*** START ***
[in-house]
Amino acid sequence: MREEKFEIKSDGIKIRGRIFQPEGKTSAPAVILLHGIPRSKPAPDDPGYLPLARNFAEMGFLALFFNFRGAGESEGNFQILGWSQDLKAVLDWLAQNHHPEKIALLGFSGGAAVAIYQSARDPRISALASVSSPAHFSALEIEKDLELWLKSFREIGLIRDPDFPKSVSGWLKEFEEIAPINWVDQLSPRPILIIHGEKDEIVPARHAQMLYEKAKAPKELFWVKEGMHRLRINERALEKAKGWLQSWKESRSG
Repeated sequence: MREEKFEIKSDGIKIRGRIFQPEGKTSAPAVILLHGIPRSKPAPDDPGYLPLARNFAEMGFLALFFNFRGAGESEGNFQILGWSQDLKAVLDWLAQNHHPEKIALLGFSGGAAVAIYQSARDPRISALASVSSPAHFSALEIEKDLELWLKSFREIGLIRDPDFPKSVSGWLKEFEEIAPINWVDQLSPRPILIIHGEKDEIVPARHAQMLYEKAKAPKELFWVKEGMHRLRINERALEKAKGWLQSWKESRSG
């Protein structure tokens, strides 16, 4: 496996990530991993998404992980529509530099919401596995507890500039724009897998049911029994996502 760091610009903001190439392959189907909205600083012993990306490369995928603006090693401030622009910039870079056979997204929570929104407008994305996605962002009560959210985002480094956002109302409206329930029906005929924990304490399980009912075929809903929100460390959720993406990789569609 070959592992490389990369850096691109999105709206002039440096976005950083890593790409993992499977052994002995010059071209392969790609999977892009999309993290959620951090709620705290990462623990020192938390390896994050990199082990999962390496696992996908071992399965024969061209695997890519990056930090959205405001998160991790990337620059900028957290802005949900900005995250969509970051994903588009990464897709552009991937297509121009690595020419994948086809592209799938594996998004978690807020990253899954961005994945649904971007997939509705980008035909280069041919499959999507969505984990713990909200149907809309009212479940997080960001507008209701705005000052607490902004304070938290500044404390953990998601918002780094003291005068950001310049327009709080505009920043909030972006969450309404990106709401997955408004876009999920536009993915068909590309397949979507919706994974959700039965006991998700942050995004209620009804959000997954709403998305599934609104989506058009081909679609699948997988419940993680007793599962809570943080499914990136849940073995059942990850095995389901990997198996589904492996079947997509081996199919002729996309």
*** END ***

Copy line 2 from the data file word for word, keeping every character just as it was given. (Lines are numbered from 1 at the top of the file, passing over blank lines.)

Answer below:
Amino acid sequence: MREEKFEIKSDGIKIRGRIFQPEGKTSAPAVILLHGIPRSKPAPDDPGYLPLARNFAEMGFLALFFNFRGAGESEGNFQILGWSQDLKAVLDWLAQNHHPEKIALLGFSGGAAVAIYQSARDPRISALASVSSPAHFSALEIEKDLELWLKSFREIGLIRDPDFPKSVSGWLKEFEEIAPINWVDQLSPRPILIIHGEKDEIVPARHAQMLYEKAKAPKELFWVKEGMHRLRINERALEKAKGWLQSWKESRSG